In honor of Doom’s 20th birthday, Wired Game|Life just posted a fantastic three-page interview with John Carmack. The former id Software Technical Director, and current #Oculus VR CTO, touches on just about everything you would expect in a Carmack #interview…but some of it (the last page especially) is a bit sad.
Carmack and Wired’s Chris Kohler touch on Doom, the early days, the #FPS genre, and the like, but when it comes time to talk about Doom 4, Carmack sounds awfully regretful when talking about the prolonged development.
WIRED: Another question you probably can’t say much about but that everyone reading an article about Doom will want to hear—what’s up with Doom 4?
Carmack: That’s something I can’t really go into much in detail. It’s been hard—one of the things that was a little bit surprising that you might not think so from the outside, but deciding exactly what the essence of Doom is, with this 20-year history, is a heck of a lot harder than you might think.
that was id’s mantra for so long: “It’ll be done when it’s done.” And I recant from that. I no longer think that is the appropriate way to build games. I mean, time matters, and as years go by—if it’s done when it’s done and you’re talking a month or two, fine. But if it’s a year or two, you need to be making a different game.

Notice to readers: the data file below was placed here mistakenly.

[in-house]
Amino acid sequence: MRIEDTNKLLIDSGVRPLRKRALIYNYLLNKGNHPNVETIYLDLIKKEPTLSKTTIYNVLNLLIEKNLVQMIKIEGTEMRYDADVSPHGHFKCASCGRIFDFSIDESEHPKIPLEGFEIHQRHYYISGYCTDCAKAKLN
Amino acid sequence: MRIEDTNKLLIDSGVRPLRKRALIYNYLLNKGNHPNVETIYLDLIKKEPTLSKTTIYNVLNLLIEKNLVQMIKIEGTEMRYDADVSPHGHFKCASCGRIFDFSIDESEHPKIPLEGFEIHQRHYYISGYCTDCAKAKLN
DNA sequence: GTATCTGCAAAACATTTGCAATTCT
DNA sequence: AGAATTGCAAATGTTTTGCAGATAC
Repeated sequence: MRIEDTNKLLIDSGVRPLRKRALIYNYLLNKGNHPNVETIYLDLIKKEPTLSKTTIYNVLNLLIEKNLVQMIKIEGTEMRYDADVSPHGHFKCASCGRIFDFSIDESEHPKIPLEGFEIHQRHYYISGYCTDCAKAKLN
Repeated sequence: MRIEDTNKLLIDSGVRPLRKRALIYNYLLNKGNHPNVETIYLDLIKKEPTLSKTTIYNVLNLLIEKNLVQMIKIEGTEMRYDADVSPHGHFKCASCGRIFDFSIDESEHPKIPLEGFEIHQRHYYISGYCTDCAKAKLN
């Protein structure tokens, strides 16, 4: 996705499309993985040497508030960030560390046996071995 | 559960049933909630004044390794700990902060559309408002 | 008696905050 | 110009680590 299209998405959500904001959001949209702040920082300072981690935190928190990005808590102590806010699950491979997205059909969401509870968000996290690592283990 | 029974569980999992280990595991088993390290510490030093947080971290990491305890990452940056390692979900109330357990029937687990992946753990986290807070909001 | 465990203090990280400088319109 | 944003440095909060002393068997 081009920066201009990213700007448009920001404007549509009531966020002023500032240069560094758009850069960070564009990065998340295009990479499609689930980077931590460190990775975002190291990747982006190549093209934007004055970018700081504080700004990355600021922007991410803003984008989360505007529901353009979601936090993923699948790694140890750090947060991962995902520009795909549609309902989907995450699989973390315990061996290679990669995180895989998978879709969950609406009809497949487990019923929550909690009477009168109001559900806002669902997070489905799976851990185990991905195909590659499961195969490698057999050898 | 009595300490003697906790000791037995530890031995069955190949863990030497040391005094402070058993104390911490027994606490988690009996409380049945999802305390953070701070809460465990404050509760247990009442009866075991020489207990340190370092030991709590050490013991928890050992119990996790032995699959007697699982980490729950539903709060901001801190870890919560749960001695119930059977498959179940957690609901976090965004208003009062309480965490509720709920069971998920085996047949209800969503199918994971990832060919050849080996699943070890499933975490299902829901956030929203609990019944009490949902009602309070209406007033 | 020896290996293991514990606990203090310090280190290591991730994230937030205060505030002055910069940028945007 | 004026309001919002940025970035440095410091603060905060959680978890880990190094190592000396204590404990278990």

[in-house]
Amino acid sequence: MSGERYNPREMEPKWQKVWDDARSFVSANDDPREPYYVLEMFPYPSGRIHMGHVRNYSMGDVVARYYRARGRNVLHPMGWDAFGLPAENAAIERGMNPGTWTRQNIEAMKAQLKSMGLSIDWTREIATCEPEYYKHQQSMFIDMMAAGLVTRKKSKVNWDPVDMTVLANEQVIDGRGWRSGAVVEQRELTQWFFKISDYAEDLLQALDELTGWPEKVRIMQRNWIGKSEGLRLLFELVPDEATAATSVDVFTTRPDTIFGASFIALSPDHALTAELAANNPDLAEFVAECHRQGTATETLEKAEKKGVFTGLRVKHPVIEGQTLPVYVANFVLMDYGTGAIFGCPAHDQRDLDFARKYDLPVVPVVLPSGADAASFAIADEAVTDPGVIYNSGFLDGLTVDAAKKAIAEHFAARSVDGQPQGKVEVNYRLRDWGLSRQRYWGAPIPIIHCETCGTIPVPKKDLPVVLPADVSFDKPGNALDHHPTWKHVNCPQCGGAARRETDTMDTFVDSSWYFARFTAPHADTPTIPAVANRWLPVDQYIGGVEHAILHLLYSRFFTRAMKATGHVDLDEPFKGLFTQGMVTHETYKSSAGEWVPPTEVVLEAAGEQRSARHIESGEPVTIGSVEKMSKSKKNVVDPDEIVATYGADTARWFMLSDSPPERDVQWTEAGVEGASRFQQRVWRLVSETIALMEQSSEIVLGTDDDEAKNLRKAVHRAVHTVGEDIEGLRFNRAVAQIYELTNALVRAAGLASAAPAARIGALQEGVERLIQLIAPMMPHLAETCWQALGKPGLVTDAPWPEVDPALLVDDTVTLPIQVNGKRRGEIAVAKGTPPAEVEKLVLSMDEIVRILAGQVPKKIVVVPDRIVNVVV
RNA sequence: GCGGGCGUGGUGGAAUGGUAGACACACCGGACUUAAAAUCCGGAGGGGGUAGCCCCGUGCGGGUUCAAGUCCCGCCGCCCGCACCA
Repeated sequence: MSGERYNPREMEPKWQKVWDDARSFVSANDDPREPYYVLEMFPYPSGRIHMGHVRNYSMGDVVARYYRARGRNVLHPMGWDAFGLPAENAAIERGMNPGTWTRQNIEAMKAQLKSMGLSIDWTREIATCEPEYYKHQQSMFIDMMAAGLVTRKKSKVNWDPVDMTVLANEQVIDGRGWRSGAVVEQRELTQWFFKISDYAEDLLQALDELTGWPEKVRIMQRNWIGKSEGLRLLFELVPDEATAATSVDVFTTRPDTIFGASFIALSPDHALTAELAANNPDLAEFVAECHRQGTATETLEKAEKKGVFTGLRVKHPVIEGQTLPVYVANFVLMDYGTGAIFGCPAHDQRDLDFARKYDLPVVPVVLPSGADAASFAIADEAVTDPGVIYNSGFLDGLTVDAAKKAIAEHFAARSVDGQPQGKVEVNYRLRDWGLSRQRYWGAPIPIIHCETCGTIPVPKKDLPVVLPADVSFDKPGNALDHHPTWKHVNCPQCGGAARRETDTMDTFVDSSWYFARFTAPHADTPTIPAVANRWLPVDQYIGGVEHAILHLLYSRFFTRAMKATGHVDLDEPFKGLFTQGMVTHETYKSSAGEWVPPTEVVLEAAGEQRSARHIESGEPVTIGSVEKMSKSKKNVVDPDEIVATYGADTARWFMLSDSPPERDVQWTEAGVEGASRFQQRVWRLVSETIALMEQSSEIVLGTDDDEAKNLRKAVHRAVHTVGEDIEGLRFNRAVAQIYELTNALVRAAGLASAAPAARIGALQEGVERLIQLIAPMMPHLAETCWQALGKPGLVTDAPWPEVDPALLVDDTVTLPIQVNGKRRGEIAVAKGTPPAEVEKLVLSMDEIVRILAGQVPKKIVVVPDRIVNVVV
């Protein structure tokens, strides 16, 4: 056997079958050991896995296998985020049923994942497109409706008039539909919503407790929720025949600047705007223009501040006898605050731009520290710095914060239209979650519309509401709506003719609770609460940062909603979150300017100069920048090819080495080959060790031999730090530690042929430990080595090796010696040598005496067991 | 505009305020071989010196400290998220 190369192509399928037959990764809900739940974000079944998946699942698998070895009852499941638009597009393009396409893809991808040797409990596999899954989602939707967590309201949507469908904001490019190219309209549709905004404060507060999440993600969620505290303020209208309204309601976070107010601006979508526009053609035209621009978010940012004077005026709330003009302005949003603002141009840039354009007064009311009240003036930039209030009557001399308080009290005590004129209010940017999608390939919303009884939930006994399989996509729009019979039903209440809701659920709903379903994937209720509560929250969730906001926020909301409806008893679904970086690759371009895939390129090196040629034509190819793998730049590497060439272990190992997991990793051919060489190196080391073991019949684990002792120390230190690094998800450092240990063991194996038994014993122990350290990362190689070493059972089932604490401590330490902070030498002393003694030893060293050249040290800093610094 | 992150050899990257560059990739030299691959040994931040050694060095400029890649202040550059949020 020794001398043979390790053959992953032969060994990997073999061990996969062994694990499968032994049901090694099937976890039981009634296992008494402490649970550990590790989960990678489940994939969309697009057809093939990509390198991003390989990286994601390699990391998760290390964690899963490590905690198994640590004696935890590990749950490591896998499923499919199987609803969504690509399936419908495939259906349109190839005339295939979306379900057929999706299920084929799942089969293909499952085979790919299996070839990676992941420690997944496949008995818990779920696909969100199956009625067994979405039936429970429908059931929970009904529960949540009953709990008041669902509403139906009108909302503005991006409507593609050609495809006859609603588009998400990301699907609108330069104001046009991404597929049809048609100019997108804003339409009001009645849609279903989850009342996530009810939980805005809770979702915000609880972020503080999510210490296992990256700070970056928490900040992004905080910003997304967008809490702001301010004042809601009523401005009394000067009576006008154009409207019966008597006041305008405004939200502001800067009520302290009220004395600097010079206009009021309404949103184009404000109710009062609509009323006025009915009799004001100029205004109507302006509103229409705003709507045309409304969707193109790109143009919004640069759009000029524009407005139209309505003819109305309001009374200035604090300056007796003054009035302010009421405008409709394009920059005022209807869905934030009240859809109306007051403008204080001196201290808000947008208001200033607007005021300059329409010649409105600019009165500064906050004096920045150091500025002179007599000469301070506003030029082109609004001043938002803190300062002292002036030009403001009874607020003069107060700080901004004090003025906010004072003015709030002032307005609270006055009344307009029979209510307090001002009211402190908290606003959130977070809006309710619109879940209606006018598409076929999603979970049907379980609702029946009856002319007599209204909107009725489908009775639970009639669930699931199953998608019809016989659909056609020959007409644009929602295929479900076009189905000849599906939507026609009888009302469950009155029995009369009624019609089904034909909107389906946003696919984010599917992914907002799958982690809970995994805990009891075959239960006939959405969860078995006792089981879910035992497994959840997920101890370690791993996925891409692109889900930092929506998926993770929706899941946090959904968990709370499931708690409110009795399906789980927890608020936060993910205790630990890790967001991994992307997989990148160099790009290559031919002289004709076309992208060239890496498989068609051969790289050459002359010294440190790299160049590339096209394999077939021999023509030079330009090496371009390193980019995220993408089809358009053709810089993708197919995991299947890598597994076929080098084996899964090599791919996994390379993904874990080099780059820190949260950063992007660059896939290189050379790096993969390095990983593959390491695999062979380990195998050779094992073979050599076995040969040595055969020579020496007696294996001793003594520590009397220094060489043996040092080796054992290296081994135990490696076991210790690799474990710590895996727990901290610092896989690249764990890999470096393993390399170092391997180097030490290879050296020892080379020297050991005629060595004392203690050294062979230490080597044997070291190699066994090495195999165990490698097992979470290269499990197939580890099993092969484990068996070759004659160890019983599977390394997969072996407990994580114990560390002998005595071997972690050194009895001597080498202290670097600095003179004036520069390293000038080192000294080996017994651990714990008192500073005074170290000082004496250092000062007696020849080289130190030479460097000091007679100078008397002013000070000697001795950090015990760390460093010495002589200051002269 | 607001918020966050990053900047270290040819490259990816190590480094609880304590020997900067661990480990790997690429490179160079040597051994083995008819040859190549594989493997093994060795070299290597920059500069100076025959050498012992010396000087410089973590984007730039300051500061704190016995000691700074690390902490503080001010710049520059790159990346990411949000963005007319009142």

Rushed game development rarely yields positive results, but the “done when it’s done” philosophy seemingly touted by many developers, particularly on the PC side — id, Valve, Blizzard, to name a few — can seriously complicate development and release down the road.
Backing up a bit, Carmack has the same kind of regretful, sad outlook on Doom 3 BFG never getting that promised Oculus support:
But I did feel really bad about the fact that I had pseudo-promised Doom 3 for the Rift when I was first talking about it, and now the fact that it didn’t get released, I felt personally uncomfortable with how that turned out.
The interview is a solid mix of calling out id/ZeniMax misfires and 90′s id Software nostalgia. Take ten minutes and read it, if you haven’t already.
Similarly, I came across this John Carmack-Quake Live tweet on NeoGAF today. It’s not from the interview, but it has the same regretful tone seen in the article.
@mamantoha The last couple years, I pushed for moving Quake Live to Steam, but it just wasn't a priority for Zenimax.
— John Carmack (@ID_AA_Carmack) November 8, 2013
Quake Live is/will be a standalone title of sorts by the end of 2013 — an odd move instead of exposing it to the massive Steam community. Money is a factor, as always, but why turn away from a user base of 65 million people? That question, along with any others you might have about id Software 2012-2014, will probably be answered well after those Kennedy assassination papers are declassified.
Reblogged from: gamefront.com